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Any hearing should be broken down into the following:-
inform employee that a meeting has been arranged and give at least 48 hours notice.
In attendance there should be the employer and a minute taker, the employee and their companion. If the grievance is against you, then someone else must be engaged to chair the hearing.
The employee must be reminded of their rights, namely that they can have a working colleague or any other person as certified under the Employment Rights Act 1999.
Arrange the hearing in writing giving reasonable prior notice. The letter should confirm a grievance hearing has been arranged; the date, time and location of the hearing. It should also state who the chairperson will be and the fact that a minute taker will be in attendance. The letter also needs to remind the employee of their right to have a companion with them during the hearing, as outlined above.
Guidance on conducting the grievance hearing
A successful hearing is one that reaches the correct conclusion. The biggest reason for this not happening is that the employer is led by the employee away from the real analysis of the problem.
We strongly advise excellent preparation for the meeting by preparing numerous questions to ask the employee including supplementary questions ie ask one question and be prepared with the second question depending on whether the answer is yes or no.
Please remember the following very old saying -
You have 5 friends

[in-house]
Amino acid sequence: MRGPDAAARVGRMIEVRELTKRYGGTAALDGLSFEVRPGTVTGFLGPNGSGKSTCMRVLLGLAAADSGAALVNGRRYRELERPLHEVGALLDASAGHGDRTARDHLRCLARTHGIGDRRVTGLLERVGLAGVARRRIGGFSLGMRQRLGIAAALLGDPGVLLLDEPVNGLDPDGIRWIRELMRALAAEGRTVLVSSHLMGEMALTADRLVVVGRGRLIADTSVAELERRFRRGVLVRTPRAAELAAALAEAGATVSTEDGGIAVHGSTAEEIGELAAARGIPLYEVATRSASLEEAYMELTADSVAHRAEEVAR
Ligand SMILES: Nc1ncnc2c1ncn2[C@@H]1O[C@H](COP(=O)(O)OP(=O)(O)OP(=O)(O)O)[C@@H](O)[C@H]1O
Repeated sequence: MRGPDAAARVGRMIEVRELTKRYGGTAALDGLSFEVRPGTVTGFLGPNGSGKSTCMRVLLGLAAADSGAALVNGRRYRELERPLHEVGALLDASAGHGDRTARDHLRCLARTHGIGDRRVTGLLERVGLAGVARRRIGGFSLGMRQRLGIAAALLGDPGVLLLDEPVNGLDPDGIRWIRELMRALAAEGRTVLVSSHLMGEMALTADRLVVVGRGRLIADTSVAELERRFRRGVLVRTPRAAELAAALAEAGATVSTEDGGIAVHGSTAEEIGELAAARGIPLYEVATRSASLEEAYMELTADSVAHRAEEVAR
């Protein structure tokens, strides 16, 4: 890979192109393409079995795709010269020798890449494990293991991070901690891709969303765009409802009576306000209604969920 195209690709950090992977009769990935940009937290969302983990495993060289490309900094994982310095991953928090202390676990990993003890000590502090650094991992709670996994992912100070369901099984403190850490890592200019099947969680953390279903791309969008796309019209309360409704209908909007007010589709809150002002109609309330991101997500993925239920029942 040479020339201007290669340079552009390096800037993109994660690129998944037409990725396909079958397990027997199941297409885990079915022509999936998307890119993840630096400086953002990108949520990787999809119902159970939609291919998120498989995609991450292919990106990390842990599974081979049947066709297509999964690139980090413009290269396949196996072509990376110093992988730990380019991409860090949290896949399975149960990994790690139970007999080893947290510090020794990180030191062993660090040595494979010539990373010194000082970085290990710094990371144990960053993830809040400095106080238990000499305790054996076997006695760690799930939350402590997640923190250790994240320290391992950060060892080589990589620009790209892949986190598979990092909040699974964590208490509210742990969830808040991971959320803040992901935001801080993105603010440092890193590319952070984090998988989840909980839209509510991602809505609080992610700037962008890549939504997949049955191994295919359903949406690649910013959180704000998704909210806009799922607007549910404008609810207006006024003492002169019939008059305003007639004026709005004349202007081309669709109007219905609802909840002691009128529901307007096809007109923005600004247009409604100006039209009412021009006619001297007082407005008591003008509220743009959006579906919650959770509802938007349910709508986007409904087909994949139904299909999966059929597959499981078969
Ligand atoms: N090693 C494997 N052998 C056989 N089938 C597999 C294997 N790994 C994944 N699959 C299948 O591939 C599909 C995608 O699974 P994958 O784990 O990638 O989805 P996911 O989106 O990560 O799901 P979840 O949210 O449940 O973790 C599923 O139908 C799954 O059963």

You know them well
They taught you all you know
There names are How? When? Why? Where? Who?
In our experience "20 questions" is about the minimum.
Finally the other obstacle to a just outcome is a preconceived idea; you must go in open minded otherwise you may well fail to ask enough questions and consequently not have enough on paper to prove your decision is fair.
The grievance proceedings should follow the format below.
You should ask the employee to outline the basis for their grievance.
If a report/view was sought from Staff Dispute Resolution UK (available to HR4UK.com clients only) it should be discussed, considered and their recommendations satisfied before the hearing is concluded.
You should ask as many questions as possible to extract as much information as you can. You should take note of any particular requirements under the grievance procedure of any terms and conditions of employment.
You should ask the employee a final question: "Is there anything else you wish me to consider?" as well as directing to the employee's companion the question "Is there anything relevant to this grievance you wish me to consider?"
After extracting the maximum amount of information, the employee should be asked to leave the room whilst consideration of the facts takes place. You may ring the help line for any second opinion and if appropriate you may send the employee home and say they will be informed of the outcome. Preference is given to providing an answer on the day wherever possible.
Confirmation in writing should be provided to the employee of the outcome and their right of appeal. It is suggested that you seek a second opinion of the wording to be used.
This information is of a generic nature and is for guidance purposes only. Particular situations may require modification.